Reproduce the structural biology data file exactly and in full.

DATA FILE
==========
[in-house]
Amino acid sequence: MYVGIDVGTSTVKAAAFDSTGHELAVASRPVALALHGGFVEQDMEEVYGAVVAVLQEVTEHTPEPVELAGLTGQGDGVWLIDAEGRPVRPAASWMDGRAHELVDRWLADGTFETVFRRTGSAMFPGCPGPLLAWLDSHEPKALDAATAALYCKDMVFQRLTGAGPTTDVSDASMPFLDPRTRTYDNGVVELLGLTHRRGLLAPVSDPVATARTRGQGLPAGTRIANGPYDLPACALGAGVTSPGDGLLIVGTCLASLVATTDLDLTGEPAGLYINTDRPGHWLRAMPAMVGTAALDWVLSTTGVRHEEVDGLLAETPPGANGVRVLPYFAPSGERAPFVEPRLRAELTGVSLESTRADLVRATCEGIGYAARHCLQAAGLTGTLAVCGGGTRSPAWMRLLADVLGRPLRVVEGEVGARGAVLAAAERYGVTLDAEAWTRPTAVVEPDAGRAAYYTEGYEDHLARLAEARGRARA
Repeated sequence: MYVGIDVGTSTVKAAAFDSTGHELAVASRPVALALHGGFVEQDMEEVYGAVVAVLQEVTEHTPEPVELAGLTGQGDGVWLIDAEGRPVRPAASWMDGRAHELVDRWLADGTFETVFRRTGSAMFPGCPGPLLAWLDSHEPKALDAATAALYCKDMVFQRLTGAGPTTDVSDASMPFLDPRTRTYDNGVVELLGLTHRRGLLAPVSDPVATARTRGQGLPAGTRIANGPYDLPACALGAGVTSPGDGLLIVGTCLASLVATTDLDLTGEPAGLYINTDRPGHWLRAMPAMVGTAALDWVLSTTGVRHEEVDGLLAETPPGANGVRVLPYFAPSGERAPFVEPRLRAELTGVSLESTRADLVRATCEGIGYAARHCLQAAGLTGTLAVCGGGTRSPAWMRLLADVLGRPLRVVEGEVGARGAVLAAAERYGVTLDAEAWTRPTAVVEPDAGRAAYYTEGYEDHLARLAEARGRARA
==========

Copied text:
[in-house]
Amino acid sequence: MYVGIDVGTSTVKAAAFDSTGHELAVASRPVALALHGGFVEQDMEEVYGAVVAVLQEVTEHTPEPVELAGLTGQGDGVWLIDAEGRPVRPAASWMDGRAHELVDRWLADGTFETVFRRTGSAMFPGCPGPLLAWLDSHEPKALDAATAALYCKDMVFQRLTGAGPTTDVSDASMPFLDPRTRTYDNGVVELLGLTHRRGLLAPVSDPVATARTRGQGLPAGTRIANGPYDLPACALGAGVTSPGDGLLIVGTCLASLVATTDLDLTGEPAGLYINTDRPGHWLRAMPAMVGTAALDWVLSTTGVRHEEVDGLLAETPPGANGVRVLPYFAPSGERAPFVEPRLRAELTGVSLESTRADLVRATCEGIGYAARHCLQAAGLTGTLAVCGGGTRSPAWMRLLADVLGRPLRVVEGEVGARGAVLAAAERYGVTLDAEAWTRPTAVVEPDAGRAAYYTEGYEDHLARLAEARGRARA
Repeated sequence: MYVGIDVGTSTVKAAAFDSTGHELAVASRPVALALHGGFVEQDMEEVYGAVVAVLQEVTEHTPEPVELAGLTGQGDGVWLIDAEGRPVRPAASWMDGRAHELVDRWLADGTFETVFRRTGSAMFPGCPGPLLAWLDSHEPKALDAATAALYCKDMVFQRLTGAGPTTDVSDASMPFLDPRTRTYDNGVVELLGLTHRRGLLAPVSDPVATARTRGQGLPAGTRIANGPYDLPACALGAGVTSPGDGLLIVGTCLASLVATTDLDLTGEPAGLYINTDRPGHWLRAMPAMVGTAALDWVLSTTGVRHEEVDGLLAETPPGANGVRVLPYFAPSGERAPFVEPRLRAELTGVSLESTRADLVRATCEGIGYAARHCLQAAGLTGTLAVCGGGTRSPAWMRLLADVLGRPLRVVEGEVGARGAVLAAAERYGVTLDAEAWTRPTAVVEPDAGRAAYYTEGYEDHLARLAEARGRARA